Road safety advocates say plummeting police breath test numbers could be contributing to Northland’s “appalling” road toll this year and alcohol-related crashes more than 50% higher than any other region.
There have been 21 deaths on Northland’s roads so far, the highest road toll figures for January to June in the last five years.
A horror end to last year also saw 2022’s road toll finish the highest in five years, with 38 deaths.
The cause of these crashes is still under investigation, but the latest report by Waka Kotahi NZ Transport Agency showed Northland had the highest rate of alcohol-related crashes in December 2020.
The Northland police district recorded 15 fatal or serious injury-crashes, where alcohol was tested as a factor, per 100,000 people. The next-highest rate was 10 per 100,000 in Waikato and central region.
Ministry of Transport statistics show alcohol and drugs contributed to 70% of Northland fatalities in 2020 and 60% in 2021.
Meanwhile, the number of police breath screening tests for drink-driving has dropped. In Northland, about 47,000 breath screening tests were done in 2021-22, just a third of the number in 2014-15.
Tracey Rissetto, AA New Zealand’s Northland chairperson, said the figures supplied to AA by police under the Official Information Act show falling breath testing numbers across the country.
“Northland has by far the greatest drop, which was of great concern.”
Rissetto said Northland’s road toll is not only very high this year, it is consistently the worst in the country per head of population.
She thought police’s low enforcement had a part to play in the high road toll, alongside the poor state of Northland’s roads.
“It appears a lot of it is driver behaviour, driver responsibility on our roads,” she said.
“We have a generation of drivers that aren’t used to policing on the road and proactive enforcement.”
The AA is advocating for more police enforcement, not just for drink-driving but also for other high-risk behaviour, such as a lack of seat-belts, drug driving, cellphone use and speed, Rissetto said.
Local police officers are trying their hardest to do enforcement but need more resources, she said.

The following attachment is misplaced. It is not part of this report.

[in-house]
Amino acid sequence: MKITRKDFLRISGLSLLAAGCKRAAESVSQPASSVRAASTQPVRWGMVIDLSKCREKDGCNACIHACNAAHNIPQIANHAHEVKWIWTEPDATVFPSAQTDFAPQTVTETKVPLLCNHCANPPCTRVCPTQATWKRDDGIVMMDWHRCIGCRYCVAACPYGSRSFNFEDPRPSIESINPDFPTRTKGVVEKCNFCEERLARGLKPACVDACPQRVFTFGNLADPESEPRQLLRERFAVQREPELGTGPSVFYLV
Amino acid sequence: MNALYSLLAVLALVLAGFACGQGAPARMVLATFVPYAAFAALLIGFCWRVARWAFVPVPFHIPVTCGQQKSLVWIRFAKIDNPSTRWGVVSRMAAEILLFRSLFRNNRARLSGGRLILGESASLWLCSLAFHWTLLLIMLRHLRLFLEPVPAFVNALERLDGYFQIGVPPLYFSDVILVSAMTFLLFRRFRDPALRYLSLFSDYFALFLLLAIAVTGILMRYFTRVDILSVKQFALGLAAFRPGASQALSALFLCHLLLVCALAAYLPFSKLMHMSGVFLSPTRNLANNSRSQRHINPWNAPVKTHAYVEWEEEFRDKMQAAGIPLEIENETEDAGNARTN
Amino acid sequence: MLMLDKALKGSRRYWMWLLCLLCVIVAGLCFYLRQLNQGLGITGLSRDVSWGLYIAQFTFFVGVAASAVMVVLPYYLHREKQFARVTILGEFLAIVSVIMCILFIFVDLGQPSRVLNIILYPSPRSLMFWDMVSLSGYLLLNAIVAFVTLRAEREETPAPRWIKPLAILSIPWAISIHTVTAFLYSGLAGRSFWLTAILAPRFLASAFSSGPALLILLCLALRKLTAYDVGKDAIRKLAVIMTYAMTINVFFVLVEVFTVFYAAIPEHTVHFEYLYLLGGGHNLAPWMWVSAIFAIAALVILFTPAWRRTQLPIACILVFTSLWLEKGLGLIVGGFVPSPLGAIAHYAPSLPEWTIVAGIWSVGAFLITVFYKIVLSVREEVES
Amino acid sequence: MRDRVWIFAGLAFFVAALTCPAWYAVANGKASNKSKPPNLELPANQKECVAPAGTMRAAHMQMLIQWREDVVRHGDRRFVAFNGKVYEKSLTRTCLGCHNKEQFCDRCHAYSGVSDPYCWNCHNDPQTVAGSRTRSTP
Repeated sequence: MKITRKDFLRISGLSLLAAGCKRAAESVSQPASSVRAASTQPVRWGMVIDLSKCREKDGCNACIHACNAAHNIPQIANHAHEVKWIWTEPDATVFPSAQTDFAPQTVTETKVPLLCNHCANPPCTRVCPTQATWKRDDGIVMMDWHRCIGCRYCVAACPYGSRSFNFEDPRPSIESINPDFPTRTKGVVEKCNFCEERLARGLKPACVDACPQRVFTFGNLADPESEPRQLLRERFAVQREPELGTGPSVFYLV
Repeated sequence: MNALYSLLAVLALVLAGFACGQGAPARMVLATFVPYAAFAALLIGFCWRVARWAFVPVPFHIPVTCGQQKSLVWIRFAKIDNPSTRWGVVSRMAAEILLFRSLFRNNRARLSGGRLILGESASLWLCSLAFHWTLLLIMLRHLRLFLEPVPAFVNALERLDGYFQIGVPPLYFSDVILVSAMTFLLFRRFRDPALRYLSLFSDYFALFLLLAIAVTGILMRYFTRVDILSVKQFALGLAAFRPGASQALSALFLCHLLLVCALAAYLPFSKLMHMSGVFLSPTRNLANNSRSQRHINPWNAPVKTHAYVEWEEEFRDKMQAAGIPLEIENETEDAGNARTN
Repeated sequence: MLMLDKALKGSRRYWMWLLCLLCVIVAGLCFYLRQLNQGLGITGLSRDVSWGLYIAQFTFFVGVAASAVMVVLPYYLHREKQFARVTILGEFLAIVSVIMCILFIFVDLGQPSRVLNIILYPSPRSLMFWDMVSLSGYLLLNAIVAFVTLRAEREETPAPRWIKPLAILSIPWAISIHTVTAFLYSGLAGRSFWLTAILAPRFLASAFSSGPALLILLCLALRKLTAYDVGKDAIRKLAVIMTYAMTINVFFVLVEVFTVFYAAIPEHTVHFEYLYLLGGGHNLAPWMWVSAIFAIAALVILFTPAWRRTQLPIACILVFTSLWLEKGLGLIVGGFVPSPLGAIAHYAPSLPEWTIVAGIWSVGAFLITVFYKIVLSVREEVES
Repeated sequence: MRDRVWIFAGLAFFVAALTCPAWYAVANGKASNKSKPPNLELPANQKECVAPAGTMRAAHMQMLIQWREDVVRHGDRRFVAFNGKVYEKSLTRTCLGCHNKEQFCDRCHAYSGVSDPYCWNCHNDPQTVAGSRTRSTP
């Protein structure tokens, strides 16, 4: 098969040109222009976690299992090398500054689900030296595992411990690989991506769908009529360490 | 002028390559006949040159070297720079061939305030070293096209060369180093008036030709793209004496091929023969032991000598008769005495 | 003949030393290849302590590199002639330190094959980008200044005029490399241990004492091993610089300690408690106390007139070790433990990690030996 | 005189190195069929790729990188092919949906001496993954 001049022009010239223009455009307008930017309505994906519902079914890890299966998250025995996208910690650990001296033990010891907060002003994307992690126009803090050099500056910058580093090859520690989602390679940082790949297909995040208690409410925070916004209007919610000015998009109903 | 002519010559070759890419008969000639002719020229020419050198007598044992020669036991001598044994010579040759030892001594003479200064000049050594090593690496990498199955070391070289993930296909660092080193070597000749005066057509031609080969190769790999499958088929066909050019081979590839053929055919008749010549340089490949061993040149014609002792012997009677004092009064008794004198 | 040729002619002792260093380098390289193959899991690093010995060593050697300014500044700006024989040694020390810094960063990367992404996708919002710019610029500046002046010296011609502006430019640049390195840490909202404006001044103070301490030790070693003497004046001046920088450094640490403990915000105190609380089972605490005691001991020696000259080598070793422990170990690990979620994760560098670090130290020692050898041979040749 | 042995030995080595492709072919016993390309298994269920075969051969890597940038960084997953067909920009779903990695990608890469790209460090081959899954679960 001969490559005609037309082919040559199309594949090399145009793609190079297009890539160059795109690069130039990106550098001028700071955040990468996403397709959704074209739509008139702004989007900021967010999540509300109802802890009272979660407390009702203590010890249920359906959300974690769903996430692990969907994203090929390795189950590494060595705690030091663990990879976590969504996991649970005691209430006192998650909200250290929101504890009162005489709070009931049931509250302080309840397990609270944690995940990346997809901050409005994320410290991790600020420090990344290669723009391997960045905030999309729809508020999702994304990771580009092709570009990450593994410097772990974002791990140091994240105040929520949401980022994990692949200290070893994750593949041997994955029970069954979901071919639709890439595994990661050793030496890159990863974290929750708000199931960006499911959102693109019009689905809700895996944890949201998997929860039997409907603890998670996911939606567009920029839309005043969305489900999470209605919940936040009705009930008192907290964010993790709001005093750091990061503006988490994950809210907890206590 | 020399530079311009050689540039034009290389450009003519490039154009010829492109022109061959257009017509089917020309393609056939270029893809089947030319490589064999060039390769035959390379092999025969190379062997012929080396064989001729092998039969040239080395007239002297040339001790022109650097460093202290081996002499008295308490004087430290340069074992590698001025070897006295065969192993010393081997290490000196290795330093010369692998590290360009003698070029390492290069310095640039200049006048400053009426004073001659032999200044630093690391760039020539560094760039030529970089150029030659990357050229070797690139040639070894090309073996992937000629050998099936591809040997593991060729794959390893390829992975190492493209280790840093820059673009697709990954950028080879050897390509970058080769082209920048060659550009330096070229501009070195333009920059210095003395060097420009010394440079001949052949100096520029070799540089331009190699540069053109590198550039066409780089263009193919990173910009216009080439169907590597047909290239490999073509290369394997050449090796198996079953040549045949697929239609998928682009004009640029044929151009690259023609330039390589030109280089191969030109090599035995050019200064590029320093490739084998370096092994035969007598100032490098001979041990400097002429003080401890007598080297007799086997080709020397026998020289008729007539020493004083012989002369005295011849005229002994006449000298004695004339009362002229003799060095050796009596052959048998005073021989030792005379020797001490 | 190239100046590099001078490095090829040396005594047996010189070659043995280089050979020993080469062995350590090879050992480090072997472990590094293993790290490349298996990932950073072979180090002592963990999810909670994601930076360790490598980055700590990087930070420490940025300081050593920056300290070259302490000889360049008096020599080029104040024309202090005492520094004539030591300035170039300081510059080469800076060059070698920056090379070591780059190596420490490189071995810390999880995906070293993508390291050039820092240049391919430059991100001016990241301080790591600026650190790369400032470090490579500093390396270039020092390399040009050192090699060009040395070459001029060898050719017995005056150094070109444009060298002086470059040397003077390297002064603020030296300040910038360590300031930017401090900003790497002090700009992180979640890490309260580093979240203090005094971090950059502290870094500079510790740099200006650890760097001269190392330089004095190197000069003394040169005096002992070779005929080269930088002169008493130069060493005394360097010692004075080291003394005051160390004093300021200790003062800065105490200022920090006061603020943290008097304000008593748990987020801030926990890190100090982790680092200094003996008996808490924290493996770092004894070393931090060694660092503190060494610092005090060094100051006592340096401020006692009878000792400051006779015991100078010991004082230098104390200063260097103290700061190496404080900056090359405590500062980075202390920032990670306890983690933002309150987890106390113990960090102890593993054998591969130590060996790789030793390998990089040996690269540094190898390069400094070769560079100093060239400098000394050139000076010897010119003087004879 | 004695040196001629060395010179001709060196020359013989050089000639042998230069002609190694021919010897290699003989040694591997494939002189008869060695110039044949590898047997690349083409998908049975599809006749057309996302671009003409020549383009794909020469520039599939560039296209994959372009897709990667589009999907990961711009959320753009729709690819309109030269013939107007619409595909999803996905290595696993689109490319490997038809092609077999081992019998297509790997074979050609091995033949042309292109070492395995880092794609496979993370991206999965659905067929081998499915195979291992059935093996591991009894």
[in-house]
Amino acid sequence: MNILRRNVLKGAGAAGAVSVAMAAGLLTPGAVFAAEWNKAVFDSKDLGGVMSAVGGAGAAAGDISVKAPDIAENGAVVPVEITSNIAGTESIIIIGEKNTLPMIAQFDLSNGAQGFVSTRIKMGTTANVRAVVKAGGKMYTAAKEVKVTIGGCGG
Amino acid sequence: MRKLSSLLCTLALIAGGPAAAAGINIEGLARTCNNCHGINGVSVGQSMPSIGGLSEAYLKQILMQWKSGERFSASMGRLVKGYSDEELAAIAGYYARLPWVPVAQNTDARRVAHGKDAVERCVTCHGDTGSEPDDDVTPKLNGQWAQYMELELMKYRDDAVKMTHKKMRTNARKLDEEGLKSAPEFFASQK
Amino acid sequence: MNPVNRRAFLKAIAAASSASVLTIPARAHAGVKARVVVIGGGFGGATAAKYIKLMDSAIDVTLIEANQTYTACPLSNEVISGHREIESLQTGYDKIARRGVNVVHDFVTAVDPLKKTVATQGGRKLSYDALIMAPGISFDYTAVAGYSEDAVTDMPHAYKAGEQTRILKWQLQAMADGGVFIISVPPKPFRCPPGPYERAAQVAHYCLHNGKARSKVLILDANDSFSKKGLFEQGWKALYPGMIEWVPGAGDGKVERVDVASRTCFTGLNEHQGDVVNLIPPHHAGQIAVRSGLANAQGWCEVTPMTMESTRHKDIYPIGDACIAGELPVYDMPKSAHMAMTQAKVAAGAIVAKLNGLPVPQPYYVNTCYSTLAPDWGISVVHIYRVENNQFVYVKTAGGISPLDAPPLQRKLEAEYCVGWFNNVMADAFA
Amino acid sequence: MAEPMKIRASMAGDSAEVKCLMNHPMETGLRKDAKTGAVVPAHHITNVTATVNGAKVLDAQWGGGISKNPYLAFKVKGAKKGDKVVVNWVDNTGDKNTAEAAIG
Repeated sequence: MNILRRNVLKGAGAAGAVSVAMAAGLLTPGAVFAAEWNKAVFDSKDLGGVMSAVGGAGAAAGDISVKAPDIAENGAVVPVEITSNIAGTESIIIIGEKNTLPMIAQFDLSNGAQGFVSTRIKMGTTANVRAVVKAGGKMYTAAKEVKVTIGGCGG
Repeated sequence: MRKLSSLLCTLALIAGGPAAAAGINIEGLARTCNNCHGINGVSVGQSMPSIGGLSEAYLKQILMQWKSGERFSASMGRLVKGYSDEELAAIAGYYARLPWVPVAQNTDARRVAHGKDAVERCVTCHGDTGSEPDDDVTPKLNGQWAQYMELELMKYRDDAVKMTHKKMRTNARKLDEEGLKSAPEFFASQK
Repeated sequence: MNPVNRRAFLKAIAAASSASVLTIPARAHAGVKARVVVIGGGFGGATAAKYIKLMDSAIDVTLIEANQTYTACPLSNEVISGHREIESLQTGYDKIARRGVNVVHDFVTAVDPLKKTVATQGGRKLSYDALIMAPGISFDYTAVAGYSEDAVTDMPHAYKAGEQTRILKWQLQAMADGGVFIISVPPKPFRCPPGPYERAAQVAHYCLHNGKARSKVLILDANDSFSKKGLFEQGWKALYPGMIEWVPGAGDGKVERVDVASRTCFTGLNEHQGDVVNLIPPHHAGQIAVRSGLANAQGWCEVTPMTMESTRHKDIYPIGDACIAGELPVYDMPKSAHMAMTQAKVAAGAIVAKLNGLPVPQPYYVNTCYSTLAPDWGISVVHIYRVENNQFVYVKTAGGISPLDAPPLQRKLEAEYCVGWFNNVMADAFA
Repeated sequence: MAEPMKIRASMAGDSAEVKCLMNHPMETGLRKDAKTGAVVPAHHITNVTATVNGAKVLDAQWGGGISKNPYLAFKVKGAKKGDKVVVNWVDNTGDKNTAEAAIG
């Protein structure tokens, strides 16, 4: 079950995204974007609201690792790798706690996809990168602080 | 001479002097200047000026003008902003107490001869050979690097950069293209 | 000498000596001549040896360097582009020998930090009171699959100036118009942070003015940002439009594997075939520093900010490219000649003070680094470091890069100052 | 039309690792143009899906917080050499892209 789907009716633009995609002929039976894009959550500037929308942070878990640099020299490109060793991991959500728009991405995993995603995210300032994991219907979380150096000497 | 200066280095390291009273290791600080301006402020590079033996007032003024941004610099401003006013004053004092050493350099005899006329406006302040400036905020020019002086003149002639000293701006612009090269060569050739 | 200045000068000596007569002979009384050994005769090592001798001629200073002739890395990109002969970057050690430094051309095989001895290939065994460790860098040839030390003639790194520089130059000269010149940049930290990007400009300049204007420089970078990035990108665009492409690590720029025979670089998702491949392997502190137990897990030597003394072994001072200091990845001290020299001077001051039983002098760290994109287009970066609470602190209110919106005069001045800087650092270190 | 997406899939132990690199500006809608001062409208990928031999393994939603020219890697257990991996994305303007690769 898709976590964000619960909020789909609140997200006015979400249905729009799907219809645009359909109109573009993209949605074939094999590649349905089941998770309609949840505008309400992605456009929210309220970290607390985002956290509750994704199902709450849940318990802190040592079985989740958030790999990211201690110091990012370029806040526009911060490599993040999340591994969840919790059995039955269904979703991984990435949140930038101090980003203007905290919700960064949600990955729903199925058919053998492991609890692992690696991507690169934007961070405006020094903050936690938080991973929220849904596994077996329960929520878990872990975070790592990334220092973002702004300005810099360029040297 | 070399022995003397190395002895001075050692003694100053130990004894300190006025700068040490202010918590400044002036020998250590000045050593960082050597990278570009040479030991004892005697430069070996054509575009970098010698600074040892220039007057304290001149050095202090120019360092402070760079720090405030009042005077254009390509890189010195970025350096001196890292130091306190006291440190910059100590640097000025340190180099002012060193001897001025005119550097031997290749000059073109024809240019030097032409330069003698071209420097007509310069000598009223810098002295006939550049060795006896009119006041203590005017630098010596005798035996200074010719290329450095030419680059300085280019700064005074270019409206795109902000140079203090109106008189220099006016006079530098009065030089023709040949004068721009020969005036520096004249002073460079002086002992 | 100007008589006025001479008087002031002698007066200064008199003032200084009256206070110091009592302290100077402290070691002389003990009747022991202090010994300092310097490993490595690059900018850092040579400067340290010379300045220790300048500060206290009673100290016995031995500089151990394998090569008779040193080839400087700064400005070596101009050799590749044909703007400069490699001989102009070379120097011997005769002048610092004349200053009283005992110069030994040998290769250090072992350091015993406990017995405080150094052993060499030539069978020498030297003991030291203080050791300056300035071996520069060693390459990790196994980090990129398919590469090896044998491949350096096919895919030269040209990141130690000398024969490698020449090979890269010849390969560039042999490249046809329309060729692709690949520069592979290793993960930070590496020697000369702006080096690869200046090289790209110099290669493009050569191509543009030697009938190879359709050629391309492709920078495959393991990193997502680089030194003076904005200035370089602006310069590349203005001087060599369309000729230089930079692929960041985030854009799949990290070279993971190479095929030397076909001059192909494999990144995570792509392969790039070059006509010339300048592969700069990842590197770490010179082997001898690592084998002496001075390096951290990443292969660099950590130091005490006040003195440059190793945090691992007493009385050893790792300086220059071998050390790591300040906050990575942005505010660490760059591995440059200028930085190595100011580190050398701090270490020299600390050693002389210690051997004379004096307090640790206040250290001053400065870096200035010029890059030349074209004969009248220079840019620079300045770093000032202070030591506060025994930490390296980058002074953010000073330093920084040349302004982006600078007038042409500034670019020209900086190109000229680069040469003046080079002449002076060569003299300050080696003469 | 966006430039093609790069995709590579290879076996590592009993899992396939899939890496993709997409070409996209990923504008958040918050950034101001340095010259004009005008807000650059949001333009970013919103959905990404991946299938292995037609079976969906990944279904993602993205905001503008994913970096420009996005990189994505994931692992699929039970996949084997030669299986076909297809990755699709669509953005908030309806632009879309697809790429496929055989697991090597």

Far North councillor and Northland Regional Transport representative Ann Court also said more enforcement was needed – particularly more breath tests.
While the road is often blamed for Northland’s high road toll, the police’s own statistics show high-risk behaviour is more often at fault, she said.
“We’ve had 21 deaths so far this year, which is appalling. I feel we become desensitised as a society and that becomes just a number.”
Court said she frequently saw drivers in the Far North breaking the road rules.
“Unfortunately, it’s going to take enforcement to start changing people’s behaviour.”
Northland police admit they dropped the ball when it comes to breath testing but aim to do better in the coming financial year.
Northland road policing manager Anne-Marie Fitchett said police have been stretched by competing demands.
In 2020 and 2021, the Covid-19 pandemic made road policing challenging. Along with the risk of infection, police were required to monitor travel restrictions and sick staff.
“At the same time, demands on police increased dramatically, particularly in mental health and family harm-related events. At times, this meant dedicated road policing staff were called upon to assist.”
Northland Police acknowledge there is some work to do, both to increase visibility and in testing of impaired drivers, Fitchett said.
A new tactical plan aims for Northland police to carry out 150,000 breath tests in the year starting July 1, 2023 – almost twice as many as have been done since 2015.
“Northland communities can expect to be breath tested if they are stopped at any time, anywhere and for any reason,” she said.
Fitchett also acknowledged the need for deterrence of other high-risk driving behaviour, including rigorous speed enforcement and testing drivers who appear to be impaired by drugs.
“Sadly, Northland has the highest rate of drug driver apprehensions in the country.”
Northland also has challenging road conditions, with 80% of deaths and serious injuries in 2022 on roads where the speed limit was higher than the safe and appropriate speed, Fitchett said.
Road safety is everyone’s responsibility, she said, and she urged people to drive safely.
“Our communities are sick of the devastation caused by drivers who choose to drive after consuming alcohol or drugs.”